Montana presses to finish census, eyeing 2nd House seat

FILE – In this Aug. 26, 2020, file photo, a sign promoting Native American participation in the U.S. census is displayed as Selena Rides Horse enters information into her phone on behalf of a member of the Crow Indian Tribe in Lodge Grass, Montana. A complete count of Montana’s households could come with a big reward: a second seat in Congress and millions of federal dollars annually. But the 2020 census deadline remains in flux, making it uncertain if census takers will finish counting the vast, rural state. (AP Photo/Matthew Brown, File)

HELENA, Mont. (AP) — A complete count of Montana’s households could come with a big reward — a second seat in Congress and millions of federal dollars annually. But the 2020 census deadline remains in flux, making it uncertain if census takers will finish counting the vast, rural state.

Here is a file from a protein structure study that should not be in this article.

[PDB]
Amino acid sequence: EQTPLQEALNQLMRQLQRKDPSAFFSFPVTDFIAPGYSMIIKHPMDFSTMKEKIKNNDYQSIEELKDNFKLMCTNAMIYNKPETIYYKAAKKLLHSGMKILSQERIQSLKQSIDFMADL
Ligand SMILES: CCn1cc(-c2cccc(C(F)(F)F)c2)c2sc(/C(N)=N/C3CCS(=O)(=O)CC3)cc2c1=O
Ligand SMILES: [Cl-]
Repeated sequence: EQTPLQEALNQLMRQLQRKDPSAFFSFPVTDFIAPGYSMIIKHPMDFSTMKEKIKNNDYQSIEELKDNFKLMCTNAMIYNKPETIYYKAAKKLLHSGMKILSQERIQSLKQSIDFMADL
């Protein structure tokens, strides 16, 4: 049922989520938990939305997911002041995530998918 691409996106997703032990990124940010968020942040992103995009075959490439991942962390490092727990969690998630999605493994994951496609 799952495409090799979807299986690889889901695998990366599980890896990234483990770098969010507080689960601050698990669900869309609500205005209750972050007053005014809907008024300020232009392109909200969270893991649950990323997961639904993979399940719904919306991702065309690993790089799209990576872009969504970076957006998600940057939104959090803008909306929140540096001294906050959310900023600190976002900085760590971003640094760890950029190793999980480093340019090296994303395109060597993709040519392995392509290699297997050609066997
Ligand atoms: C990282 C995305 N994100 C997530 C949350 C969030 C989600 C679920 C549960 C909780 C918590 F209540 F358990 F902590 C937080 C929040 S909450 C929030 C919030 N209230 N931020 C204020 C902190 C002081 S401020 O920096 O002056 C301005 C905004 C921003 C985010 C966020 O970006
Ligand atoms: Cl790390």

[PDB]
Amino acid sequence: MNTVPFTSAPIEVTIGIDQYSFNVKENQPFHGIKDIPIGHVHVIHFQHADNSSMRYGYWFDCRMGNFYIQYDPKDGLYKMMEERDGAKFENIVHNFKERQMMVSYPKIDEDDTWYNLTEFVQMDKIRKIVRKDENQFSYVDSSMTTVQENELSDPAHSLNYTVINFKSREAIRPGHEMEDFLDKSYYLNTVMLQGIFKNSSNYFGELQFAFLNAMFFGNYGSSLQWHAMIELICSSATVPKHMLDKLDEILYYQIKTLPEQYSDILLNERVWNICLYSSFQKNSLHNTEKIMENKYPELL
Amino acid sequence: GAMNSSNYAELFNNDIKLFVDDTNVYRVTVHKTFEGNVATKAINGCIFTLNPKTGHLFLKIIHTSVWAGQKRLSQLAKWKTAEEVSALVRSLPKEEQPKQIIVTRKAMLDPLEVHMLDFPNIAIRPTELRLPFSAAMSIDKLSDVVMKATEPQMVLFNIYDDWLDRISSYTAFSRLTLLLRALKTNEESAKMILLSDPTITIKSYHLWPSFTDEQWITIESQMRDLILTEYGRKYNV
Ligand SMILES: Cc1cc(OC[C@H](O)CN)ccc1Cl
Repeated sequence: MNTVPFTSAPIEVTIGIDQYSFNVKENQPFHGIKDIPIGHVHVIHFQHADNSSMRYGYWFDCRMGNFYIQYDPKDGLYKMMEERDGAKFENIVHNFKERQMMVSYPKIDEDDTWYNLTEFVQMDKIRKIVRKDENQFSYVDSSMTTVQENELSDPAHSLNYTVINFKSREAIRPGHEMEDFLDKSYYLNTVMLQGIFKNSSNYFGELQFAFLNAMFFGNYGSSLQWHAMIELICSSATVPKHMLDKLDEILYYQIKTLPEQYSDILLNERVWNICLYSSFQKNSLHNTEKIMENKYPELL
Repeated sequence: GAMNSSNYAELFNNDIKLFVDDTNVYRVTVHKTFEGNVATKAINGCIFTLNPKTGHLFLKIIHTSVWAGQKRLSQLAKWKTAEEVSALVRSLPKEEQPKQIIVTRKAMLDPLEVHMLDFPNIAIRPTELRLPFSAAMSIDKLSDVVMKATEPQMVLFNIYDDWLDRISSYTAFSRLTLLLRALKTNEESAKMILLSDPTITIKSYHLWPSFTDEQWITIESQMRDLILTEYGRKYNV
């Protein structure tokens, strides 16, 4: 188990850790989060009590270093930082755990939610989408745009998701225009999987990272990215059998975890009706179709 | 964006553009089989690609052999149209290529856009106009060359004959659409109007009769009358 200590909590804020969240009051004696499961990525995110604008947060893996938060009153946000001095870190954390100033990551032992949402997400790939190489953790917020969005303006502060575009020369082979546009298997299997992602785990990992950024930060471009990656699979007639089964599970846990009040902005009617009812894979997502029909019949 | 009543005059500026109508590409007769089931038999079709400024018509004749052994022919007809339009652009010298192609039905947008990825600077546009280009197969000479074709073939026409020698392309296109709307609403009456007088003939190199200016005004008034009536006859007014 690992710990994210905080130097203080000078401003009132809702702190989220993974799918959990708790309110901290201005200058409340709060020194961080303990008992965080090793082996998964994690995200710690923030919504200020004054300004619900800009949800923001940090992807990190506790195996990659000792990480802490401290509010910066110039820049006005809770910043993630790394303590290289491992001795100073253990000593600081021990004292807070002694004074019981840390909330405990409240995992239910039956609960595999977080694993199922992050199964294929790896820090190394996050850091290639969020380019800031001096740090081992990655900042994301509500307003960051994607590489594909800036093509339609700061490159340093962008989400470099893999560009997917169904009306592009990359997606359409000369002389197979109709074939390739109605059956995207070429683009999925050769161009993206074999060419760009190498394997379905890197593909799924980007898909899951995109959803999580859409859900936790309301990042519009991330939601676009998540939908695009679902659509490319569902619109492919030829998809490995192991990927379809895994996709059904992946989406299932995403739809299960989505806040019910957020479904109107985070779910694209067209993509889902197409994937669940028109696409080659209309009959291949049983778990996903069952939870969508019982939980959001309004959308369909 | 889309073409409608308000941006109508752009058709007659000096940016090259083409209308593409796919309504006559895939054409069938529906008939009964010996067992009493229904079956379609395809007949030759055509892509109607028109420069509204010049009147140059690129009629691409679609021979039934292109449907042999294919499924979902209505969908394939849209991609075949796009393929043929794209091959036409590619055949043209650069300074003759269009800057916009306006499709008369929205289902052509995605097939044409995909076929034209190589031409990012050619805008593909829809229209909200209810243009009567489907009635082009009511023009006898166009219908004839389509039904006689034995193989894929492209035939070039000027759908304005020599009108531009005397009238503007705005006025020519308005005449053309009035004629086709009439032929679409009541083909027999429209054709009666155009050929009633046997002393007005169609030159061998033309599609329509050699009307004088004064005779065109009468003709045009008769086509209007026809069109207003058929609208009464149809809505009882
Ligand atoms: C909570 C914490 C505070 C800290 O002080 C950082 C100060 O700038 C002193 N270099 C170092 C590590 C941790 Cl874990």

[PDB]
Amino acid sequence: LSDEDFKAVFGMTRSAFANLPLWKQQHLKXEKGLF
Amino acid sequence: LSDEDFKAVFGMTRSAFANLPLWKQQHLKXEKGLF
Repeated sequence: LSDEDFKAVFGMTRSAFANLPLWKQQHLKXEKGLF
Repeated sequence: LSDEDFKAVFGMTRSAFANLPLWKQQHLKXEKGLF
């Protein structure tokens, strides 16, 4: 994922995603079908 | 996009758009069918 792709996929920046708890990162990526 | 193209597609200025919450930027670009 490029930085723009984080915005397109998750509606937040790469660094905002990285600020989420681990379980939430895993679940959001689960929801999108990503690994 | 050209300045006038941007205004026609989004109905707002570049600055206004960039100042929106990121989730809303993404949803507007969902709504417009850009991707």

Projections show that Montana would gain another seat in the U.S. House of Representatives after the census, but a study published earlier this month found that a shortened deadline for collecting data could cost the state the rewards. The findings gained urgency Monday when the Census Bureau pulled forward the deadline to Oct. 5.

The study, published by the American Statistical Association, found that under the Sept. 30 deadline, both Montana and Florida could lose seats in the U.S. House that they would have taken from California and Ohio were the deadline extended through October.

With over 1 million people, Montana’s congressional district is the nation’s most populous. Experts say a second House seat is a prize the state can scarcely afford to lose.